Eventually we got to the next checkpoint at La Barma. It was a marvellous sight, not least because we were all desperate for a pee, and there were portaloos there. A longer transition with pee stop and a big glass of coke was needed. I was really, really struggling by this point. Leysa felt sick but better after fruit, a coke and a gel. I still couldn’t face eating but when Annabelle said she had had a banana I thought I could handle that, only to be told there were none left in the whole food station. Talk about crushed…
The girls ate quite a lot there but I still only managed the coke, but a big coke burp made me feel much better so once again we trundled out of transition into the last big climb of the race. I finally had the brilliant idea to jiggle my pack and lo and behold my camelback came back to life so I tried to drink as much water as I could, but it was effectively too late and I slowed to a crawl. The heat was insane.
When people have done this before I have asked, “when did you know you had made it?” and the reply is very often, when I got to the top of Rosablanche. This was the climb we started now, but I think in my head I had known from the start that we would make it (barring a disaster). However, the significance of climbing this last big mountain before heading home was not lost on me.
The girls were soon ahead of me, but despite turning round to check on me regularly and occasionally waiting, I was happy to let them go at their own pace. I was deliberately keeping myself at a pace that I knew I could manage for the next few hours and despite being physically near the end of my tether, I knew every single step was taking me home. All I wanted to do at this point was see Graham and the kids.
I started counting. I knew it was quite early for this tactic, but it was the only thing I could do to distract me from the sheer fatigue. I count to 60, then I allow myself a big deep breath a two slow paces. Then I count to 70 and do the same. Then 80 and so on until 110. Then I start again at 60. Don’t ask me why, I don’t know, but it works for me. Sometimes I set up a jukebox in my head and sing songs in a made up playlist, but I couldn’t summon anything apart from Kylie “Love at first sight” so when I was fed up with her I counted again. I was mentally in good shape, despite the tiredness.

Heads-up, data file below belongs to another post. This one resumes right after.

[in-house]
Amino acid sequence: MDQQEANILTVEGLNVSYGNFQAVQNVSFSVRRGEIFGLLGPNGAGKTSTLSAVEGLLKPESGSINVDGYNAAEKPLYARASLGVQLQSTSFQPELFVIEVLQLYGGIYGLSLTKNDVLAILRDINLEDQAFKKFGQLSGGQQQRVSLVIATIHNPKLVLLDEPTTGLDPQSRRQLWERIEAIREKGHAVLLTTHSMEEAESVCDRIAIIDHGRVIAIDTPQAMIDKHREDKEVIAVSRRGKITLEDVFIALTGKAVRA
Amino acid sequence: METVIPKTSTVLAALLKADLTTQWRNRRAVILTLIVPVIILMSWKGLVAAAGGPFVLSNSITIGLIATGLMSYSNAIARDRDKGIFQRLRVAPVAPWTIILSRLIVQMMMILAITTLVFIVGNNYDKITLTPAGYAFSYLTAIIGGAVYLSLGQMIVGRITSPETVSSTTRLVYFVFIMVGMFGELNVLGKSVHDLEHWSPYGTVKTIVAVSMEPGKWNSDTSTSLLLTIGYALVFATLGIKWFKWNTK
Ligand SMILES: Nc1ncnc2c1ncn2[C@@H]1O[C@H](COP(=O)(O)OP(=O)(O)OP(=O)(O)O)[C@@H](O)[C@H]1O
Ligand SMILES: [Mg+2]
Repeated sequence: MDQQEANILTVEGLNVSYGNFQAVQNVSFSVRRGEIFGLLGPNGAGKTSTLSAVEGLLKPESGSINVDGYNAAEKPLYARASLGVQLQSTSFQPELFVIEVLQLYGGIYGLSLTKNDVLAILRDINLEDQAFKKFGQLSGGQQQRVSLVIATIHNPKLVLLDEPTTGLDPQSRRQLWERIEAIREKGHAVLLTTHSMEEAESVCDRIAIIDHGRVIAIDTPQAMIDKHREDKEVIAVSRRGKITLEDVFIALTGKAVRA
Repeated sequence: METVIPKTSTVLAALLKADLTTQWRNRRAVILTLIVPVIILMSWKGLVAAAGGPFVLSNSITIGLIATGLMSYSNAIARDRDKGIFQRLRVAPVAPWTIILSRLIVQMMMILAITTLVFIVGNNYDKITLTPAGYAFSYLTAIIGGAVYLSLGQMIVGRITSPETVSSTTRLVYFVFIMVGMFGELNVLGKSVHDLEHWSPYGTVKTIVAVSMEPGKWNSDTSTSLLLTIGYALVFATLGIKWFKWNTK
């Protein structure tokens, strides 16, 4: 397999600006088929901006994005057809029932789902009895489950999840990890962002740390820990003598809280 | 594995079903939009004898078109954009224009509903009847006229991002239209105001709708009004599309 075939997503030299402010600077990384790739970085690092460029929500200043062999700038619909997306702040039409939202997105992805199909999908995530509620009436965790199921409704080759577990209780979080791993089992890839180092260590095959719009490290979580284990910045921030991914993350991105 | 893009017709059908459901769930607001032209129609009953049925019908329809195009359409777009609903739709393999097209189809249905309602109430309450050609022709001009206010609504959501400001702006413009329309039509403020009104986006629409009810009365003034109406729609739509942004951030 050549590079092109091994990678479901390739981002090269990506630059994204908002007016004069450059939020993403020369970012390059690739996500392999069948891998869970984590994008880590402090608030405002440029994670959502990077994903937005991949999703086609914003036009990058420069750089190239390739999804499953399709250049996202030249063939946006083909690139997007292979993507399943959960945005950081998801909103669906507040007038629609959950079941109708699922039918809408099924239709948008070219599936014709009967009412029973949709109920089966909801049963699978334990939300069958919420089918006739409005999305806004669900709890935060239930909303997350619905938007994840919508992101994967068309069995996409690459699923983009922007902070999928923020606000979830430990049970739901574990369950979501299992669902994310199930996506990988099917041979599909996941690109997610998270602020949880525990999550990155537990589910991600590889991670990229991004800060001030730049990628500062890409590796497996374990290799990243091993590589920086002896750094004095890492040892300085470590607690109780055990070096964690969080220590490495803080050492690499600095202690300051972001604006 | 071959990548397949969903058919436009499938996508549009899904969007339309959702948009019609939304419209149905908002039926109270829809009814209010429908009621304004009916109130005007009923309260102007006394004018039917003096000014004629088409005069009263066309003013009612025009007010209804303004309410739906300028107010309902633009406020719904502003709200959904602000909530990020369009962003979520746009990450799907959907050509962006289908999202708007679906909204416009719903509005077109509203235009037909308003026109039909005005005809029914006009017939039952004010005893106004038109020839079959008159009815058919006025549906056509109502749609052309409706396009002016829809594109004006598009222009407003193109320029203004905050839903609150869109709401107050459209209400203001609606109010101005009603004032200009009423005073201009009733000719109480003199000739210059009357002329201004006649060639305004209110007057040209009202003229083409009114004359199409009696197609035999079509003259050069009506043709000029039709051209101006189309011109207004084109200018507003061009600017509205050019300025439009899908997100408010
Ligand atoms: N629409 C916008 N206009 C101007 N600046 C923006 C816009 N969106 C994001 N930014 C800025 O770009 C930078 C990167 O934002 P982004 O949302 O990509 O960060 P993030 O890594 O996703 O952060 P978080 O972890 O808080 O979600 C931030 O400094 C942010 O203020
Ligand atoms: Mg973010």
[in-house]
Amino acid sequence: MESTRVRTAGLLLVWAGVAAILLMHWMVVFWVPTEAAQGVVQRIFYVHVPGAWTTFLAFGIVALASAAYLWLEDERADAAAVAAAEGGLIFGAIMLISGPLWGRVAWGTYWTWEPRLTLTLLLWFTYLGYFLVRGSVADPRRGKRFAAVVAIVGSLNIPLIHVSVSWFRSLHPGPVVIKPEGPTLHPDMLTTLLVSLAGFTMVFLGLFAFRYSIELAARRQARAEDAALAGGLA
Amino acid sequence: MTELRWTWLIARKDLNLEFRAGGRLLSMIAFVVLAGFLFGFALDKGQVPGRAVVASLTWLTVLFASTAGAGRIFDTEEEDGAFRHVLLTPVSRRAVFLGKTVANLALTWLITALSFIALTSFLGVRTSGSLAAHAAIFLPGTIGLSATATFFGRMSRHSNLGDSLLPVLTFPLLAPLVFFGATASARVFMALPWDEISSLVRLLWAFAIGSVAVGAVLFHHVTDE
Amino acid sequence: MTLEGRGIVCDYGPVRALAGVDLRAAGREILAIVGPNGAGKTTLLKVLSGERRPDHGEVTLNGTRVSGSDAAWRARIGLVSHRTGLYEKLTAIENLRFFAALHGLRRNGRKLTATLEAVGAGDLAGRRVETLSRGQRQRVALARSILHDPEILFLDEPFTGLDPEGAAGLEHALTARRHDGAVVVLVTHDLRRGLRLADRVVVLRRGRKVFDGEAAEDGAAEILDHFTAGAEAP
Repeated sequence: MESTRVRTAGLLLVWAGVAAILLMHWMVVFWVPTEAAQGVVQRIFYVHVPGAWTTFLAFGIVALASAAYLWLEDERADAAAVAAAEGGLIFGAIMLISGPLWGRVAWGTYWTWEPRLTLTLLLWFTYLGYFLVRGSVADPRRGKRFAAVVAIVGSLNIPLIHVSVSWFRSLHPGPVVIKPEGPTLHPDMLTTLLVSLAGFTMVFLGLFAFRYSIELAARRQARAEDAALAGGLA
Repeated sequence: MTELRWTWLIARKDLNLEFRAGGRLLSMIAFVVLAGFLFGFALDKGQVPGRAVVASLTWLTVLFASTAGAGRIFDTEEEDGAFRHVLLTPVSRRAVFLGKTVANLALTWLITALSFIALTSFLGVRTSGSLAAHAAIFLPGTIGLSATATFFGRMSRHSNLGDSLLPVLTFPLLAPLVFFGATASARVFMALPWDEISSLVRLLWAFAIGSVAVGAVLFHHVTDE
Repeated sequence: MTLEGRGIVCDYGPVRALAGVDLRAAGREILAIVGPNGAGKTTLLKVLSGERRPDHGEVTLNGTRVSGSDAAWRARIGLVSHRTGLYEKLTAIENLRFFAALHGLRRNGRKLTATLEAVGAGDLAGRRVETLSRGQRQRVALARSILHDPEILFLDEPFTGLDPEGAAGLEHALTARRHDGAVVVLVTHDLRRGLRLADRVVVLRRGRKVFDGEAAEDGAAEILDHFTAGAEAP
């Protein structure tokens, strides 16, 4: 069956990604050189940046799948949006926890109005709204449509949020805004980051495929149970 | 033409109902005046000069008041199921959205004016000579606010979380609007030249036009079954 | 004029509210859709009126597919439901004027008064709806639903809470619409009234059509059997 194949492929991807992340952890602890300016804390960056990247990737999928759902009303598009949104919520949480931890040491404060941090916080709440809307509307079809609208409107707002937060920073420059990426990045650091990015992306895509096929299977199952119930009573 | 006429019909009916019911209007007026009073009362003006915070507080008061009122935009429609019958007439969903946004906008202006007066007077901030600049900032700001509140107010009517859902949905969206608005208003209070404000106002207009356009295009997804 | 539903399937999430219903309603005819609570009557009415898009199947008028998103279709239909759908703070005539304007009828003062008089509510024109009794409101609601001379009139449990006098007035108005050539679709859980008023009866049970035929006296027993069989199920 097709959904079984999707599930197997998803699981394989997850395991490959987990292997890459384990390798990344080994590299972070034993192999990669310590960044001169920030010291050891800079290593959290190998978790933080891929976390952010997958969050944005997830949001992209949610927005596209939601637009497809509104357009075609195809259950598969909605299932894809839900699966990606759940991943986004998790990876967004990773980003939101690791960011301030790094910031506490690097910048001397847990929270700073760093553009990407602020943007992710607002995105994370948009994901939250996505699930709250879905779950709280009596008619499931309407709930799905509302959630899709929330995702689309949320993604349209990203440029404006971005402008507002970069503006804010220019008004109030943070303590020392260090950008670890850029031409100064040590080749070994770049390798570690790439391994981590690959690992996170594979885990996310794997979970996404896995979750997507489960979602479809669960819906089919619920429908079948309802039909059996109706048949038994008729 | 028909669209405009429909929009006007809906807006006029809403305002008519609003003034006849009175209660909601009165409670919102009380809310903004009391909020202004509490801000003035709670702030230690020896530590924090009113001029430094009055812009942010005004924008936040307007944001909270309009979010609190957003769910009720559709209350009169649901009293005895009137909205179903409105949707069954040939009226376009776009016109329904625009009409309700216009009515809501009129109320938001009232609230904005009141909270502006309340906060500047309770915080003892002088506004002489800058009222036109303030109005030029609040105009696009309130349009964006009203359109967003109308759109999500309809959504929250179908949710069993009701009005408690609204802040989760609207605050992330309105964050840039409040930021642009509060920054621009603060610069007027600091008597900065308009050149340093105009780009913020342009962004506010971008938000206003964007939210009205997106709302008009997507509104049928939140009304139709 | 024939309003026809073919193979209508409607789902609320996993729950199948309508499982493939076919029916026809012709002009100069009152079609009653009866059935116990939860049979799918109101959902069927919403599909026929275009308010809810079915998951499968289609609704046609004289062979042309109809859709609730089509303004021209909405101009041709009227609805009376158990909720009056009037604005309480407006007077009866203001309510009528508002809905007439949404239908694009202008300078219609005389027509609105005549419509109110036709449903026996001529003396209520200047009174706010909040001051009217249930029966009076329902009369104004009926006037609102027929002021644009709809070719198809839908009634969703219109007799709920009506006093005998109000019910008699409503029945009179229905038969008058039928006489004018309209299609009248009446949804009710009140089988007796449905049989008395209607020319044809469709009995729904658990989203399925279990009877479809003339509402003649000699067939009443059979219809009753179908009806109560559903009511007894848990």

All around me, people were trudging. It was quiet in the blazing sunshine, nothing but the sound of skins in the snow and breathing. And then we could start to hear the sound of people at the top of Rosablanche and see the infamous 250m bootpack, with over 1300 steps. It is a mythical part of a mythical race and I was so excited to get there. I was imagining it would be like a Tour de France summit.
As we got to the base of the bootpack, we met Millie, Maev and Ellen, who had started in Arolla earlier. Millie saved Annabelle and I with what felt like gallons of water. I have never been so grateful – we swigged and swigged, with her permission – gave them a wave and off we set.
The girls pushed me hard up that bootpack, but I could hear the cowbells and the Alpenhorn and I knew that my best mate’s husband, Duncan, (also Graham’s team mate) was at the top with a bottle of coke. You can hear people hollering and cheering and encouraging long before you can see them. The sun was brutal and the climb was hard. I was feeling very emotional at this point, knowing that seeing friendly faces would be so good but so hard at the same time.
It was incredible coming up there and I burst into tears when I saw Duncan. Still the girls kept pushing and wouldn’t allow us to stop, apart from a quick bite of fondue that someone offered us!